Along with our Professional Practice Model, when defining and writing award descriptions, we also looked to and reflected verbiage used by the American Nurses Credentialing Center (ANCC) standards, including the Magnet® recognition program.
In addition to determining our awards needed to be better aligned with our Professional Practice Model, another gap area was not adequately recognizing bedside or direct care nursing, but rather heavily recognizing nursing leadership. Thus, another lesson learned was:
Balance awards among all facets of nursing.
One way we addressed our imbalance, was by adding criteria to our Lifetime Achievement Award so that every year, six recipients of the award were bedside caregivers and six were non-bedside. While our example was leadership recognition versus bedside caregiver recognition, imbalances might occur elsewhere, depending on the organization. It’s important to look at all nursing input areas and design awards reflective of those areas. In another example, when we determined the new structure for local awards, we scaled the number of awards given to the number of nurses at each hospital. If a hospital had more than 500 nursing caregivers, they were allowed more than one local award. We also added local awards for nursing support roles not directly within the Nursing Institute, like patient experience and continuous improvement.
One of our final lessons learned, which also aligned with our key objective to “serve the enterprise today and into the future,” was:
Create awards that help drive your organizational goals forward.
To reflect Cleveland Clinic Nursing today and tomorrow, we knew our program needed to be flexible to easily adapt to future change and growth. When evaluating our final awards categories and descriptions, we asked ourselves questions like: “Can we apply this recognition structure to a new hospital joining our system?” and “Do these recognitions adequately reflect our international nurses?”
For the past 7 years, our Nursing Excellence Awards program has successfully recognized Cleveland Clinic’s best-of-the-best in nursing. Following the conclusion of each year’s program, the committee holds a post-mortem to evaluate the current awards system, discuss potential gaps, under-representation of any caregiver groups, alignment of award criteria with current organizational goals, relevance of awards per today’s practice standards and more.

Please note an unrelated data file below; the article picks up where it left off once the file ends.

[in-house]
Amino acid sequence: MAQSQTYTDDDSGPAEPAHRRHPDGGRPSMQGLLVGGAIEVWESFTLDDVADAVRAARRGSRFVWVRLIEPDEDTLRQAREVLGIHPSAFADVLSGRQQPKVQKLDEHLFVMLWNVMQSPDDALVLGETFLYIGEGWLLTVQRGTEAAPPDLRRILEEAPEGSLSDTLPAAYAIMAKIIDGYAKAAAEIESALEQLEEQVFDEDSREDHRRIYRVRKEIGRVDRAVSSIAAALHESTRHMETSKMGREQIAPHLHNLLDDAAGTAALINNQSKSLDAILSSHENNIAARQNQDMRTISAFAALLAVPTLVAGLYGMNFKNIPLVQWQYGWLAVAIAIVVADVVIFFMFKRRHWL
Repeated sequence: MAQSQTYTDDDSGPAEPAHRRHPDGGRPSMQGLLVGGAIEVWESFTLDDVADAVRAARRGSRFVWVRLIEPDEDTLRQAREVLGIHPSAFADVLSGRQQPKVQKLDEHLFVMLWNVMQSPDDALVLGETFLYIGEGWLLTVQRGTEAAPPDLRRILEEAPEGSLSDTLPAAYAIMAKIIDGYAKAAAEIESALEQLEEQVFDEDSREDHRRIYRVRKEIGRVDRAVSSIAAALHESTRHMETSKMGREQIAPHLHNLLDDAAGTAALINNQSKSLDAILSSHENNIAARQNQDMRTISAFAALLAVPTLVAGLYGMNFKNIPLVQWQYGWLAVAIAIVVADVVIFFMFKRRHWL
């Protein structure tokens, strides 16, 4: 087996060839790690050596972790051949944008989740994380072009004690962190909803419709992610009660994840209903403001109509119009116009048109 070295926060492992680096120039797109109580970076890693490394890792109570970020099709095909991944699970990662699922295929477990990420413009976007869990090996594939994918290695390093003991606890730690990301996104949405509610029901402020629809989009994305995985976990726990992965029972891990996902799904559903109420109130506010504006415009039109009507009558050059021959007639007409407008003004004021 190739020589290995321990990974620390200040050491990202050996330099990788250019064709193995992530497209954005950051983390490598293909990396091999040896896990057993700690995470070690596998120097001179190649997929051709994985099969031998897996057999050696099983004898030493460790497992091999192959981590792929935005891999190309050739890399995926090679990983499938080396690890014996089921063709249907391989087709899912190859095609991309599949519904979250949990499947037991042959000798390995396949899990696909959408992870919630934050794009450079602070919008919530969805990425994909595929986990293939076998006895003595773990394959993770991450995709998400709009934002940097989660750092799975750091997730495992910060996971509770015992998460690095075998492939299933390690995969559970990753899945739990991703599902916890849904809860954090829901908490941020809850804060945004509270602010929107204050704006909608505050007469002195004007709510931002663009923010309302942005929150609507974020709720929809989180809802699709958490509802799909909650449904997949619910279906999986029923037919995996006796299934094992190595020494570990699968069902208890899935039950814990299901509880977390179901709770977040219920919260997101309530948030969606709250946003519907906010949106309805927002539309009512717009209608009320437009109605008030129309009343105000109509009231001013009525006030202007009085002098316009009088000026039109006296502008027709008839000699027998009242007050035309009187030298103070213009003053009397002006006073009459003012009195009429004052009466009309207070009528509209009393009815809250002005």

This ongoing evaluation is key to the success of any awards recognition program and moving forward, the Nursing Excellence Awards committee will continue to meet on a regular basis, at least once per month, to evaluate and potentially adjust our awards or nomination processes as needed.
A great example of how ongoing evaluation helped enhance our nomination process was in 2017. That year, 900 award nominations were submitted via our homegrown electronic submission platform. With so many nominations submitted, the review process became more extensive and time consuming, including the need to have several four-hour face-to-face nomination review meetings. Our Nursing Excellence Awards committee decided to look for a platform that could help us evaluate and score nominations more efficiently. After implementing a new external online submission and review/scoring platform, we were able to eliminate the long meetings and consolidate the review process, designating five committee members to review, evaluate and score every 20 nominations.
In another more recent example, our 2018 post-event evaluation pointed to the need to enhance recognition of Cleveland Clinic’s advanced practice nurses (APNs), due to the growth of this field and the high use of APNs throughout Cleveland Clinic. We have now added an APN nursing award to our 2019 program.
Kelly Hancock is the Executive Chief Nursing Officer of the Cleveland Clinic Health System, and Chief Nursing Officer of Cleveland Clinic Main Campus.
Follow Kelly on Twitter at @kkellyhancock.